Sports Journal: Bringing Local Sports to Your Tuesday Morning Inbox
New concept in sports journalism will give readers the chance to participate
By Dean W. Hockney
Sports Journal Publisher
Published January 11, 2011
Hello, and let me introduce you to the first edition of the Sports Journal of Central Indiana – a new concept in sports publishing. I am excited to bring this new product to Kokomo, Howard County and the immediate area.
So what makes the Sports Journal unique? Well, the fact you are reading this on your computer screen, or on a piece of paper you printed out yourself, should give you a hint. The Sports Journal of Central Indiana may be the first sports publication in Indiana that is not delivered to your doorstep or mailbox, or published exclusively online; but rather, it is distributed via e-mail, as a PDF attachment. No finding the website or walking outside in the snow to retrieve and read this sports magazine, all you have to do is click on the Sports Journal e-mail every Tuesday. And better yet, it is FREE! Yes, the Sports Journal will come every week without charge, relying on advertising to cover the costs of production (this issue, however, is ad free).
The subhead of this story states: “New concept in sports journalism will give the readers the chance to participate.” Does this make you scratch your head? Well don’t. The Sports Journal staff wants this to be a community magazine with plenty of names and photographs of local athletes. The phrase “Where No Sport Is Too Small” means we will be covering everything from pee-wee dodge ball and varsity basketball to our local college and professional players (toss in some Indy 500 and Brickyard 400 coverage as well). We want to tell the story of our athletes, not necessarily who won the game last night. Thus, you will see more feature stories (see Nick Kline on page 4) and pictures (see KPRD hoops on page 8) than game stories.
Unfortunately, we won’t be able to do this alone, so we are asking our readers to help. We want you to participate in this venture by sending us your story ideas and pictures. Did Johnny win a karate tournament in South Bend last weekend? Or did Suzie’s team win a trophy at a soccer tournament in Carmel yesterday? The Sports Journal may not be able to cover the event, but we sure can print the picture and maybe a short recap. So PLEASE, e-mail us with your pictures and a short recap – we can’t guarantee it will run, but we will strive to make it happen.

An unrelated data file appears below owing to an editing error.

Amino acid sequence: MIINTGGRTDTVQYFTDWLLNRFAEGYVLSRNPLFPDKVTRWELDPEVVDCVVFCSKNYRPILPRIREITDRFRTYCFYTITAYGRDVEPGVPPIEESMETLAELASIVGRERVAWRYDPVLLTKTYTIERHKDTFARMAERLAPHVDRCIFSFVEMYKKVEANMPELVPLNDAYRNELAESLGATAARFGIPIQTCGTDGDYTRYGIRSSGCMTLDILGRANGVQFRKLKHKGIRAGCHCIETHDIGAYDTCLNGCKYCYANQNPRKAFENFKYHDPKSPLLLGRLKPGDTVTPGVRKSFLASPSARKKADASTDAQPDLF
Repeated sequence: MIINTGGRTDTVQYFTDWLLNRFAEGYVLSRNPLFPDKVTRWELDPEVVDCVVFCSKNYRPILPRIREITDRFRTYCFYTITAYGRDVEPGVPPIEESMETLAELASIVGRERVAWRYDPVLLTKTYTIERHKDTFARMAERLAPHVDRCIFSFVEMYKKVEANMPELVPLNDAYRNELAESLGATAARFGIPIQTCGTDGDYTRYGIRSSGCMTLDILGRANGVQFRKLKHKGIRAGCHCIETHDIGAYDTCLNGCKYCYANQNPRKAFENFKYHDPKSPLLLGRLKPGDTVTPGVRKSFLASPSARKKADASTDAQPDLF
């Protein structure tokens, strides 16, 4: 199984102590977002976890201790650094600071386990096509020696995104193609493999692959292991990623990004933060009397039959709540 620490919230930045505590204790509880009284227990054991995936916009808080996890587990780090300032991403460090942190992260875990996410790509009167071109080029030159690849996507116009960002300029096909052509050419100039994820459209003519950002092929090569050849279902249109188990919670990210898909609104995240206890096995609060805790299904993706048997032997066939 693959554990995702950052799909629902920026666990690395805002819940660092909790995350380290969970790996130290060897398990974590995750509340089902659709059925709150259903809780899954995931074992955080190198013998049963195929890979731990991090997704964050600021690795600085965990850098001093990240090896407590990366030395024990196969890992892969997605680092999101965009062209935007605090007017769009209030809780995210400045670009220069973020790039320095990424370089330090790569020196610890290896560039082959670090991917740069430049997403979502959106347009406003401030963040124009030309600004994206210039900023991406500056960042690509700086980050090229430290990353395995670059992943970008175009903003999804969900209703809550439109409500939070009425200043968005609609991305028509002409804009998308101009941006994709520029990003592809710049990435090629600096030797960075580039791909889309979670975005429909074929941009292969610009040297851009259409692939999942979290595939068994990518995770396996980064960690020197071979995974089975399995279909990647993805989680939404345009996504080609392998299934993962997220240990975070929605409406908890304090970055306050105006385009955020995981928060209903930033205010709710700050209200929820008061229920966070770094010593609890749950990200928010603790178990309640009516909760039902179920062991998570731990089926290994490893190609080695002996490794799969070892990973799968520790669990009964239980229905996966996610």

We also want to publicize sporting events or happenings that are coming up. So, if you are sponsoring anything that has to do with athletics and want people to hear about it, forward us the info so we can let our readers know.
The Sports Journal has a very small staff, but we are looking for writers to help us make this the best publication available. Have you ever wanted to write for a sports magazine? Now might be your chance. We can’t pay much (okay, we can’t pay anything yet), but we can give some folks the chance to be published. We are especially interested in someone to write about bowling and golf, but we will also entertain feature writers and their ideas. If you are interested, drop us a line or give us a call to discuss what is on your mind.
And finally, we need advertising to make this work. If you have a local business, please consider advertising in our small publication – and don’t think of it as advertising; rather, think of it as sponsoring local athletics.
We have big dreams for the Sports Journal, and we hope you will give us a chance to grow. Subscriptions are free, so share our e-mail address with your friends and relatives and ask them to subscribe at firstname.lastname@example.org. Thank you, and we look forward to telling the Kokomo and Howard County sports story – one athlete at a time.
(Dean Hockney is the Publisher of the Sports Journal and owner of Hockney Publishing Company. He previously worked as a local sports editor and is the author of Kats with a K. Hockney is a U.S. Air Force veteran, and he recently returned to the United States after serving more than five years as a civilian public affairs contractor with the U.S. Army in Baghdad, Iraq.)